The real world is very different, of course. But this ideal world teaches a lesson. Your costs are out of control when you can’t set sales prices high enough to recover your costs and make a profit. It’s hardly news to you that small businesses face price resistance from their customers. Customers are sensitive to sales prices and changes in sales prices for the products and services sold by small businesses. In setting sales prices, you have to determine the maximum price your customers will accept before turning to lower price alternatives, or not buying at all. If the price resistance point is $125 for a product, you have to Profit and Loss Example out how to keep your costs below $125 per unit. In other words, you have to exercise cost control.
Putting Cost Control In its Proper Context
Cost control is part of the larger management function of revenue/cost/profit analysis. So, the best place to focus is your P&L report. This profit performance statement summarizes your sales revenue based on the sales prices in effect during the year and your expenses for the year based on the amounts recorded for the expenses. (There are some issues regarding the accounting methods for recording certain expenses).
Say that you’re the principal manager of a business. The business is a pass through income tax entity, which means that it doesn’t pay income tax itself but passes its taxable income through to its shareholders, who then include their shares of the business’s annual taxable income in their personal income tax returns for the year.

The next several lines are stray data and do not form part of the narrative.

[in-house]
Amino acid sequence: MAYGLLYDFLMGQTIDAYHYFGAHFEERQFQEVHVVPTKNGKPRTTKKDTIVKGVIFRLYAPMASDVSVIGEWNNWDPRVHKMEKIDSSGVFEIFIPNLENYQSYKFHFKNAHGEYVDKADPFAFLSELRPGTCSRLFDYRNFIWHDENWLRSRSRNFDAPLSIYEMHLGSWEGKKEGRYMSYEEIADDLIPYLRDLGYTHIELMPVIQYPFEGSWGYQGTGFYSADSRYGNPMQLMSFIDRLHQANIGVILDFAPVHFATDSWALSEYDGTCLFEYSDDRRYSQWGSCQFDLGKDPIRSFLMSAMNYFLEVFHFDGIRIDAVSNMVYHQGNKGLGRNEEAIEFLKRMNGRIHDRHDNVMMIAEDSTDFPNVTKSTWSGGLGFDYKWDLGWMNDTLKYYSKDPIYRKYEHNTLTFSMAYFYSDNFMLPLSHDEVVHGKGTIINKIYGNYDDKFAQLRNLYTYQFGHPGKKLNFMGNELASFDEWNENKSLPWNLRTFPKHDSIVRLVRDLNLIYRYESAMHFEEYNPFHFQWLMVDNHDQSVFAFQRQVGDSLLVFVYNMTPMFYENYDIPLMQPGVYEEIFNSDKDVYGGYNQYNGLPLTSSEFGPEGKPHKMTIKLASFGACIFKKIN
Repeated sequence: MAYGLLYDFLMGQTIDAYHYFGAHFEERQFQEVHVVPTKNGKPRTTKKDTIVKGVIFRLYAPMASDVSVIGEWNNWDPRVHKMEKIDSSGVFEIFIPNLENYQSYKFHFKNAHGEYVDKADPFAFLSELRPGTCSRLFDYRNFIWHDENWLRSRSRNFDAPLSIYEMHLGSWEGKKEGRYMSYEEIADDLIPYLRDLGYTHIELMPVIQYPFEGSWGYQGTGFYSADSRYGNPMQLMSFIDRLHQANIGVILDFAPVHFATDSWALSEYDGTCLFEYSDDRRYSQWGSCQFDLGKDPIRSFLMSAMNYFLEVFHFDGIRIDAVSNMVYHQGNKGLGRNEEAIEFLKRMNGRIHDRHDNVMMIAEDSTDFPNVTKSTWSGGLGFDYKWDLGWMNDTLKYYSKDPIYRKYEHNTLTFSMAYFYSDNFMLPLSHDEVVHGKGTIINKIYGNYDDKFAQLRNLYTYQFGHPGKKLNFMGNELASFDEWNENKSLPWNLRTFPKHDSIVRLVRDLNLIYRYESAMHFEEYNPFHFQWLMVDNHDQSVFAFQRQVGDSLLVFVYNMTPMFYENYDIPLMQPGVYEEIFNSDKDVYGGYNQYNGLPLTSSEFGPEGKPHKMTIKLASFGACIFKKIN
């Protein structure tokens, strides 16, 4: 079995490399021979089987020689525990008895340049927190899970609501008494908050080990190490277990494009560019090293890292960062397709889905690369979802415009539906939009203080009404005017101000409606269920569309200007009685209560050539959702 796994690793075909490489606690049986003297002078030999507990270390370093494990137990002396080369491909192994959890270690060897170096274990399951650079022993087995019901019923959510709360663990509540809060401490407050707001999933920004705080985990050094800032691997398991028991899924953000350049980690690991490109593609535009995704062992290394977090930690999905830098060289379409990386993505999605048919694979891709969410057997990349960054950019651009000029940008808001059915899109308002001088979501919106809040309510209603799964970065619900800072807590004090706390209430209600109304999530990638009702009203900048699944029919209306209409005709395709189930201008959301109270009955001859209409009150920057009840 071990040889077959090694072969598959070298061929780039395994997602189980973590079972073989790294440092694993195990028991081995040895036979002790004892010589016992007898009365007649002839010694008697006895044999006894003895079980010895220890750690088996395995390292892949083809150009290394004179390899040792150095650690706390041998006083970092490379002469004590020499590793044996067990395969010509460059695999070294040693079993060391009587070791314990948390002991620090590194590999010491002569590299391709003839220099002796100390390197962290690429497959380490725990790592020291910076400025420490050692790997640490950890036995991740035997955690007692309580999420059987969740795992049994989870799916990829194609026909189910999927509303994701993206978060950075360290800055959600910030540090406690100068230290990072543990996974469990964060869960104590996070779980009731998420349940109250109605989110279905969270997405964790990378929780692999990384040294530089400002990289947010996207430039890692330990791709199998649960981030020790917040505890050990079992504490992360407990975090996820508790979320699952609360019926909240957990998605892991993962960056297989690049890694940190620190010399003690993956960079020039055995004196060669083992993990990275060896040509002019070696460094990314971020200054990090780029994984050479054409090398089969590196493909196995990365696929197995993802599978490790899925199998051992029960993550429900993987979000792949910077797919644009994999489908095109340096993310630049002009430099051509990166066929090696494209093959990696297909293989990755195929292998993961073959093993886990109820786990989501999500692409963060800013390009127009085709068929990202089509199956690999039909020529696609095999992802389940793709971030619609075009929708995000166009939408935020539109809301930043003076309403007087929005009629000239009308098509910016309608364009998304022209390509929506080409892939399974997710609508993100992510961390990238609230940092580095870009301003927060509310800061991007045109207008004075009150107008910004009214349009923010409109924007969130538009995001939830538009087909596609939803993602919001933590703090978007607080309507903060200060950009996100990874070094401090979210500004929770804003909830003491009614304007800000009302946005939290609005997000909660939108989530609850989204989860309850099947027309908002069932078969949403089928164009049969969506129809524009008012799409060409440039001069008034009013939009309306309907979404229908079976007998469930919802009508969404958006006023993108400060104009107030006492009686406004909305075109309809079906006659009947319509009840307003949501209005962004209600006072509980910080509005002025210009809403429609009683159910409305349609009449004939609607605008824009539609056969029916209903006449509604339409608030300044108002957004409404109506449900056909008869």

The example presents the P&L report of your business for the year just ended and includes the prior year for comparison (which is standard practice). This P&L report includes the percents of expenses to sales revenue. It also breaks out and facilities expense — the cost of the space used by the business — and reports it on a separate line.
Facilities expense includes expenditures for leases, building utilities, real estate taxes, and insurance on your premises. Depreciation isn’t included in facilities expense; depreciation is an unusual expense and it’s best to leave it in an expense by itself.
In this case, the business moved out of the red zone (loss) in 2008 into the black zone (profit) in 2009. Making a profit, however, doesn’t necessarily mean that your costs are under control. Dealing with the issue of cost control requires closer management analysis.
You can attack cost control on three levels:
- Your business as a whole in its entirety
- The separate profit centers of your business
- Your specific costs item by item
Profit and Loss Example is the P&L for your business as a whole. At this level, you look at the forest and not the trees. It’s helpful to divide your business into separate parts called profit centers. Basically, a profit center is an identifiable, separate stream of revenue to a business. At this level, you examine clusters or stands of trees that make up different parts of the forest. For example, Starbucks sells coffee, coffee beans, cup ware products, food, and other products. Each is a separate profit center. For that matter, each Starbucks store is a separate profit center, so you have profit centers within profit centers. Last, you can drill down to particular, individual costs. At this level, you look at specific trees in the forest.